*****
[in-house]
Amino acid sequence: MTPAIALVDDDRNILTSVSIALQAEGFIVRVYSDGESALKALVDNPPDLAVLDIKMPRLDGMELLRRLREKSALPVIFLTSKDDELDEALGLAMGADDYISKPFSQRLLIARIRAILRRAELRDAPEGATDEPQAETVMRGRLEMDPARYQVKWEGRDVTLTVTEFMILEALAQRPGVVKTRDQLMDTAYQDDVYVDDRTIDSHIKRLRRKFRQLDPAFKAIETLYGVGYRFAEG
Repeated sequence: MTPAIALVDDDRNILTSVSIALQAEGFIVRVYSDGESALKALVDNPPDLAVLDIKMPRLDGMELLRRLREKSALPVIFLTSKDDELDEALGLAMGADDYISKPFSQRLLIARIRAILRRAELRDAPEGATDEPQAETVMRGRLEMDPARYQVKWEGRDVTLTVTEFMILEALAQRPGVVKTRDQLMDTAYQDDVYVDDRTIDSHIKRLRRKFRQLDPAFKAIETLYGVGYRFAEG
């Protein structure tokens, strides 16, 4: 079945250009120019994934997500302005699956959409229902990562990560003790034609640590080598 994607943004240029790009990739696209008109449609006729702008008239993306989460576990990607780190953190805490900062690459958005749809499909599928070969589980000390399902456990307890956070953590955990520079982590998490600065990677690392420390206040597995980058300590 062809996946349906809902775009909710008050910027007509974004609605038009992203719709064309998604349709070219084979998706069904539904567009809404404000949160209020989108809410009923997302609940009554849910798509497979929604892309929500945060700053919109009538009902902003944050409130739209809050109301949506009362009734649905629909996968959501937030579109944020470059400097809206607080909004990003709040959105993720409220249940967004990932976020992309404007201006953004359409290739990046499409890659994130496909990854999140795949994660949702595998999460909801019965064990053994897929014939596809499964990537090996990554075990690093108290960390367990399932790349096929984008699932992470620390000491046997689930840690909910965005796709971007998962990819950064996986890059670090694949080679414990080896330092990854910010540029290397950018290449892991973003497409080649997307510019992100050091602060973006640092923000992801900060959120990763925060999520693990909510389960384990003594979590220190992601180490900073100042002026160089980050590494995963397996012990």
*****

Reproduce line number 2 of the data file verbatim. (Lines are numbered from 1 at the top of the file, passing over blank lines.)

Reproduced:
Amino acid sequence: MTPAIALVDDDRNILTSVSIALQAEGFIVRVYSDGESALKALVDNPPDLAVLDIKMPRLDGMELLRRLREKSALPVIFLTSKDDELDEALGLAMGADDYISKPFSQRLLIARIRAILRRAELRDAPEGATDEPQAETVMRGRLEMDPARYQVKWEGRDVTLTVTEFMILEALAQRPGVVKTRDQLMDTAYQDDVYVDDRTIDSHIKRLRRKFRQLDPAFKAIETLYGVGYRFAEG